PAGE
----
Customer Reviews


199 Reviews
5 star:
 (179)
4 star:
 (15)
3 star:
 (2)
2 star:
 (1)
1 star:
 (2)
 
 
 
 
 
Average Customer Review
Share your thoughts with other customers
Create your own review
 
 

The most helpful favorable review
The most helpful critical review


55 of 56 people found the following review helpful
5.0 out of 5 stars A treasure
I'm a writer and an aviation enthusiast, not a pilot, but I'd have to rank this as one of the two best books I have read in the last decade, and far and away the best aviation book I have ever read.
This is a rare combination -- Gann not only has many wonderful yarns to spin but is a writer of truly top-drawer literary ability. As others have said, the book stands...
Published on July 12, 1998 by Mark K. Mcdonough

versus
26 of 32 people found the following review helpful
2.0 out of 5 stars Fate is the Hunter
This 1986 paperback does not contain all of the material included in the original edition of 1961. There are numerous experiences and anecdotes omitted. For example, the episode on which the movie, "Fate is the Hunter" is based, is not included in this new edition. Some of the best material has been left out.
Published on June 10, 2001 by Ralph Bufkin


‹ Previous | 1 220 | Next ›
Most Helpful First | Newest First

55 of 56 people found the following review helpful
5.0 out of 5 stars A treasure, July 12, 1998
This review is from: FATE IS THE HUNTER (Paperback)
I'm a writer and an aviation enthusiast, not a pilot, but I'd have to rank this as one of the two best books I have read in the last decade, and far and away the best aviation book I have ever read.
This is a rare combination -- Gann not only has many wonderful yarns to spin but is a writer of truly top-drawer literary ability. As others have said, the book stands up well to repeated reading. My copy is battered and torn, but much loved.
Help other customers find the most helpful reviews 
Was this review helpful to you? Yes No


44 of 45 people found the following review helpful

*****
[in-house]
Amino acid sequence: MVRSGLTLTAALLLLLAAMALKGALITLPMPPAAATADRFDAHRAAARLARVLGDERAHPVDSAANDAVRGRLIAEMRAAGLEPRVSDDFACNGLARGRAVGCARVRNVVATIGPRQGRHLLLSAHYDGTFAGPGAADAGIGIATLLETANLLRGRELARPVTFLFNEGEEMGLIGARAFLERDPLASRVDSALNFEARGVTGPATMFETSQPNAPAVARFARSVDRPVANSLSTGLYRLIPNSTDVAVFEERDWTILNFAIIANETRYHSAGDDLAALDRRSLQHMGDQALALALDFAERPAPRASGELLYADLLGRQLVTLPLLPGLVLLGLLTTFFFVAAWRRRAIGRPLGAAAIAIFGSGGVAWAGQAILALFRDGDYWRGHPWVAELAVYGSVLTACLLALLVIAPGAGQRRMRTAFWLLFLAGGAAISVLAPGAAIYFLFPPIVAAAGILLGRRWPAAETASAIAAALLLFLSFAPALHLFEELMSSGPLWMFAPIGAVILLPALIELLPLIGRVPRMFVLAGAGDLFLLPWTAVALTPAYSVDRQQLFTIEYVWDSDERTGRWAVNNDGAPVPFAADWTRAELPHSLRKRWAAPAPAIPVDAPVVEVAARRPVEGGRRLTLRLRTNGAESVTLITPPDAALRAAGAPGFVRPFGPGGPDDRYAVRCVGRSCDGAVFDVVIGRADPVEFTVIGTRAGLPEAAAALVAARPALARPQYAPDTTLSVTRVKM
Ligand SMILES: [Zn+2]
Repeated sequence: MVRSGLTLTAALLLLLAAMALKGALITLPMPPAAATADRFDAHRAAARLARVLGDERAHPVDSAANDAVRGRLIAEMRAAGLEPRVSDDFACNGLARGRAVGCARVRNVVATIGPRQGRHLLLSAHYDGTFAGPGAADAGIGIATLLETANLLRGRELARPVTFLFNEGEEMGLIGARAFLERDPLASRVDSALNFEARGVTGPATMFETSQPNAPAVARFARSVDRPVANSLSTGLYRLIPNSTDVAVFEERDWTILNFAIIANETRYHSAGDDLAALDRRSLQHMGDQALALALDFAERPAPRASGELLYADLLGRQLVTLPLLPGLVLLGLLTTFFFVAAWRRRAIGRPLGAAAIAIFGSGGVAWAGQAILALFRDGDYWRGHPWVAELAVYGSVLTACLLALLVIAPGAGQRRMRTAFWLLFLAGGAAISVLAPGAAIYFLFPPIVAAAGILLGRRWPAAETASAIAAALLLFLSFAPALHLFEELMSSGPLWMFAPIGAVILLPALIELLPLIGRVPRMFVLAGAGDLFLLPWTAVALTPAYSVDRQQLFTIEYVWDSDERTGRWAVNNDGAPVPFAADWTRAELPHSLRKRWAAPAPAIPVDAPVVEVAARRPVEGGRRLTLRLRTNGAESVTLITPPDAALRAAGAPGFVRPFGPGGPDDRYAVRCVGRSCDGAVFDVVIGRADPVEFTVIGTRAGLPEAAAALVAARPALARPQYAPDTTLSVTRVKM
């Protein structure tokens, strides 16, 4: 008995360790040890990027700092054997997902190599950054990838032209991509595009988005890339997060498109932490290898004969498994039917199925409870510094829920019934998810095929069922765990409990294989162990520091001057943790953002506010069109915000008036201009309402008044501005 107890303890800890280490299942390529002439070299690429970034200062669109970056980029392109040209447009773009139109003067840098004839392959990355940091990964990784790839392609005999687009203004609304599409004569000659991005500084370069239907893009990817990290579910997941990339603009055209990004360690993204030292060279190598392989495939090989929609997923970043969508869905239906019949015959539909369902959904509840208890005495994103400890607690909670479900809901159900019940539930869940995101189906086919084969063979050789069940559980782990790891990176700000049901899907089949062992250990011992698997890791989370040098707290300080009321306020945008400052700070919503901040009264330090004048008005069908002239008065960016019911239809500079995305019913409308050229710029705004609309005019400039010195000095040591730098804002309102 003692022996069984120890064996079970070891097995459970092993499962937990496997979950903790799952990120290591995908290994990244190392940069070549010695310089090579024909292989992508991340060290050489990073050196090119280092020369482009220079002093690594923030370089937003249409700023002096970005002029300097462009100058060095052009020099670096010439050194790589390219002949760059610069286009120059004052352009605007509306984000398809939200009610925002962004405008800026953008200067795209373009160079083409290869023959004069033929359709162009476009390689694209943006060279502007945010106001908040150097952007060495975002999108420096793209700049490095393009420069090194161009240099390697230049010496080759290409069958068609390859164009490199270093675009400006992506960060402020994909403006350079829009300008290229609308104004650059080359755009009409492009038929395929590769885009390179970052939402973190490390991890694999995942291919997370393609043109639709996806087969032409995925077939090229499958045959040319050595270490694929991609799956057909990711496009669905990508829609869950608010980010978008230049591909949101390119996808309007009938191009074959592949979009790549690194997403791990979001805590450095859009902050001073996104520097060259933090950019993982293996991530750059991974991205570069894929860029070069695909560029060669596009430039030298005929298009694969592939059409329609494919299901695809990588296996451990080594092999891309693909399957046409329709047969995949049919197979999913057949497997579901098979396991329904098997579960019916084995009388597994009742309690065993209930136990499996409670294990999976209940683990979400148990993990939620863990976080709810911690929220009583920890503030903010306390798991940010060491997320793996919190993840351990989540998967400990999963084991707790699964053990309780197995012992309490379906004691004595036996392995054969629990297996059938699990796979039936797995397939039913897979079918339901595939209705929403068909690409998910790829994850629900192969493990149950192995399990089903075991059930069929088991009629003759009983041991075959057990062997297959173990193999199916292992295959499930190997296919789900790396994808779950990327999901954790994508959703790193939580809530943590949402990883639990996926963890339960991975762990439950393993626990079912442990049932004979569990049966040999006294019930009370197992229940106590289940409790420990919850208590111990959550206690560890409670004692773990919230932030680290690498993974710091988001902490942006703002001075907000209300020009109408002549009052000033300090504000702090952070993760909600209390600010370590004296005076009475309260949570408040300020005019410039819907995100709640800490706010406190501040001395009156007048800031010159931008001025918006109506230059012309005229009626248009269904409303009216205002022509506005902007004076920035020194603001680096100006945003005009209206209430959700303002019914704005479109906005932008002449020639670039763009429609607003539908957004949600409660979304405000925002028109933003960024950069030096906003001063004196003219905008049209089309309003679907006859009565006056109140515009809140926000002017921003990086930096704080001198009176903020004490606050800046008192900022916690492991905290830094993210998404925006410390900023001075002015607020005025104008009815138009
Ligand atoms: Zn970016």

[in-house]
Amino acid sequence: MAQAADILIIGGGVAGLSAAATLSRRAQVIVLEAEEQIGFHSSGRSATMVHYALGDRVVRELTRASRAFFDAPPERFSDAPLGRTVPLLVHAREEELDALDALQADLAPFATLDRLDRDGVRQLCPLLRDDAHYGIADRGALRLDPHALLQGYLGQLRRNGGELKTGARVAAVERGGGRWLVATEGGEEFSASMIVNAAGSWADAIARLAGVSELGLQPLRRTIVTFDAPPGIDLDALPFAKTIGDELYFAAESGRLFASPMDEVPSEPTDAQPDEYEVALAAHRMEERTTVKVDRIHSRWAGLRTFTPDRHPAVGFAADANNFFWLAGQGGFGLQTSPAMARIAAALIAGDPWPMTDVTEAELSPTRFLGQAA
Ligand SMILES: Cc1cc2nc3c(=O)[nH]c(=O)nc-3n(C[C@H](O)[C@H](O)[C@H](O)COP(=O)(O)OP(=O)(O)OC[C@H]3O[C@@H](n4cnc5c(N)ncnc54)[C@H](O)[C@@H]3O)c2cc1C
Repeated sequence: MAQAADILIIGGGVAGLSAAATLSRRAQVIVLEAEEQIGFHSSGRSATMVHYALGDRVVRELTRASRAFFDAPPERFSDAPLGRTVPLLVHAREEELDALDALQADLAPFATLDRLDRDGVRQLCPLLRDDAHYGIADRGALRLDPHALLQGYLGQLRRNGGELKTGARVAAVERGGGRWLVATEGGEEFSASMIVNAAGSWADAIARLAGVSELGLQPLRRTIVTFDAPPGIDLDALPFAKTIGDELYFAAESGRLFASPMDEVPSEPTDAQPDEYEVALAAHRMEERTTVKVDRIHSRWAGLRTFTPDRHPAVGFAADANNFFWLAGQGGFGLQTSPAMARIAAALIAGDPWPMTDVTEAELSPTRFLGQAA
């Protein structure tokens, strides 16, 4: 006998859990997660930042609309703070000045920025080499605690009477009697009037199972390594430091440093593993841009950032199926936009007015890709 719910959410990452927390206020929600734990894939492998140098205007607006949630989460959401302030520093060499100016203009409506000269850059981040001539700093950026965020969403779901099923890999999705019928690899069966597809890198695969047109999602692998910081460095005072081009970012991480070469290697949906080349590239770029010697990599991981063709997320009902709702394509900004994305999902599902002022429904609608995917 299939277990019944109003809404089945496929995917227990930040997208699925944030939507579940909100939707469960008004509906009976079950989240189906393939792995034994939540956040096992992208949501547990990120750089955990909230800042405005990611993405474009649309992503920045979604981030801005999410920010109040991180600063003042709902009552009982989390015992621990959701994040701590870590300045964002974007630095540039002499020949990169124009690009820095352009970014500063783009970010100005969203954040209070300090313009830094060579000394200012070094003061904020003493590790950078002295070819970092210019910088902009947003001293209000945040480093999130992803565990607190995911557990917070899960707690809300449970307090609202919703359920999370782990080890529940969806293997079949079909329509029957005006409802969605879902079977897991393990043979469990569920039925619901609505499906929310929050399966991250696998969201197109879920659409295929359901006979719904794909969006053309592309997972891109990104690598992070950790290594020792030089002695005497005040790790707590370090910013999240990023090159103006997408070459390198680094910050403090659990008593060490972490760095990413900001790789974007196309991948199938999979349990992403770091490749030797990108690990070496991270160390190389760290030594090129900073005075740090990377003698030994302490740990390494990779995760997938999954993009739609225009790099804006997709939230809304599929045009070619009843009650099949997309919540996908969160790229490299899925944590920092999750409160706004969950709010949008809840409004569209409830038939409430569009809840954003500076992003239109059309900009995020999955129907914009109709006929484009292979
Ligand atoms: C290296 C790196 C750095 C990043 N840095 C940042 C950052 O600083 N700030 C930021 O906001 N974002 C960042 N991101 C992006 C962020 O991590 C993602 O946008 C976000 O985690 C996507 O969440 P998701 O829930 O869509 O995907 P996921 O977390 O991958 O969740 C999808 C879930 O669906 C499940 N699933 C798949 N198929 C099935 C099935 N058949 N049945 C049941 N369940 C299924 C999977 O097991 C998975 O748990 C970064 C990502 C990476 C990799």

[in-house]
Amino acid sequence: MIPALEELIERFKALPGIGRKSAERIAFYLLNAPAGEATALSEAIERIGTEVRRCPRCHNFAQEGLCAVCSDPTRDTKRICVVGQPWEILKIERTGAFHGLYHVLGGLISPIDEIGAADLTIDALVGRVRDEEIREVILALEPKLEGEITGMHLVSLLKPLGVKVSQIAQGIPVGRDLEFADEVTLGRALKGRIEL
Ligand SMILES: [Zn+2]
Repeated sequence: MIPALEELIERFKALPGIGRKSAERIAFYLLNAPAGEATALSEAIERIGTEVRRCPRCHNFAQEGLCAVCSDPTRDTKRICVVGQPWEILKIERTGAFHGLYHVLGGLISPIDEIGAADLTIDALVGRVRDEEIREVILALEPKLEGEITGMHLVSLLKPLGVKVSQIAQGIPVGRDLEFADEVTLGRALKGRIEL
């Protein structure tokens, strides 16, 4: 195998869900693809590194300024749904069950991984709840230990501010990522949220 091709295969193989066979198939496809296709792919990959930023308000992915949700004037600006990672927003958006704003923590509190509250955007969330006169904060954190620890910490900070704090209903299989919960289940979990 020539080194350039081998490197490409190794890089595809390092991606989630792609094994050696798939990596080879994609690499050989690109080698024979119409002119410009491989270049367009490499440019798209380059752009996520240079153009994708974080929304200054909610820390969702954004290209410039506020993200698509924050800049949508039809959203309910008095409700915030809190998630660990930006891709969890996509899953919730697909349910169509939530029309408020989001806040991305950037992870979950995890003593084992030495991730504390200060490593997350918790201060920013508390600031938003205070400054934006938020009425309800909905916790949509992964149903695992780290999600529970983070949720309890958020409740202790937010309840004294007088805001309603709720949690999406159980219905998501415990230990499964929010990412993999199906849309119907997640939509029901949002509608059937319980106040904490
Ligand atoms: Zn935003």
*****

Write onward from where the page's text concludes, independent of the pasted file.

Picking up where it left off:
5.0 out of 5 stars Gann's Theory of Life, February 19, 2001
By 
Peter G. Roode (Gainesville, Florida USA) - See all my reviews
(REAL NAME)   
This review is from: FATE IS THE HUNTER (Paperback)
This classic ought to be read by every pilot. Not only is the prose superb but along the way he treats us to his Theory of Life
He regards life as a war -- an undeclared war against fate, the fate that hunts men down. "... One can never know when, where, or how fate will strike. Yet sooner or later it does...." Blind random events without a perceptable cause. FATE.
"Tell me now,... by what ends does a man ever partially controls his fate? It is obvious ... that favorites are played, but if this is so, then how do you account for those who are ill-treated? The worship of pagan gods, which once answered all this, is no longer fashionable. Modern religions ignore the matter of fate. So we are left confused and without direction".
Gann concludes, "Perhaps we should hide in childlike visions of afterlife wherein those pronounced good may play upon harps and those pronounced evil, stoke fires?" The first chapter sets the theme of the book. A mid-air collision is averted simply because Gann chose to descend 50 ft to his assigned altitude of 5,000 a few moments before. The other plane was just a tad sloppy. In these days before ATC and radar, it was all position reports. Why did Gann chose to descend? Why was the other pilot 50 ft high? His only explanation is FATE, and it is as good an answer as any. At these times, Gann says, "... diligently acquired scientific understanding is suddenly blinded and the medieval mind returns. In describing NTSB investigations of crashes, a cause always has to be arrived at, even when the investigators privately know that the true explanation is that "...some totally unrecognizable genie has once again unbuttoned his pants and urinated on the pillars of science".